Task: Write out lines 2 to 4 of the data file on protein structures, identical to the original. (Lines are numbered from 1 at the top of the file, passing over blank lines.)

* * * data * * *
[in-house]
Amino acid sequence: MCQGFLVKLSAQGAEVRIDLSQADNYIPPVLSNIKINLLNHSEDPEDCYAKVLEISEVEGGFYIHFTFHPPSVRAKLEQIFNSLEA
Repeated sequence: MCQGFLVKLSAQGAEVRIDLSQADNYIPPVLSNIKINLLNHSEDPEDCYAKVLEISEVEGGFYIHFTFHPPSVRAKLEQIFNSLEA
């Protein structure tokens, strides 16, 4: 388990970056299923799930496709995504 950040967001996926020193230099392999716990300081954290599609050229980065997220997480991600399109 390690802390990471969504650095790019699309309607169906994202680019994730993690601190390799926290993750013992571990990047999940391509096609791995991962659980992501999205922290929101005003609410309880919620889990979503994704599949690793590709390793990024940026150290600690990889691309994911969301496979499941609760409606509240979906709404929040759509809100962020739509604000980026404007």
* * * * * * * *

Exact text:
Amino acid sequence: MCQGFLVKLSAQGAEVRIDLSQADNYIPPVLSNIKINLLNHSEDPEDCYAKVLEISEVEGGFYIHFTFHPPSVRAKLEQIFNSLEA
Repeated sequence: MCQGFLVKLSAQGAEVRIDLSQADNYIPPVLSNIKINLLNHSEDPEDCYAKVLEISEVEGGFYIHFTFHPPSVRAKLEQIFNSLEA
């Protein structure tokens, strides 16, 4: 388990970056299923799930496709995504 950040967001996926020193230099392999716990300081954290599609050229980065997220997480991600399109 390690802390990471969504650095790019699309309607169906994202680019994730993690601190390799926290993750013992571990990047999940391509096609791995991962659980992501999205922290929101005003609410309880919620889990979503994704599949690793590709390793990024940026150290600690990889691309994911969301496979499941609760409606509240979906709404929040759509809100962020739509604000980026404007």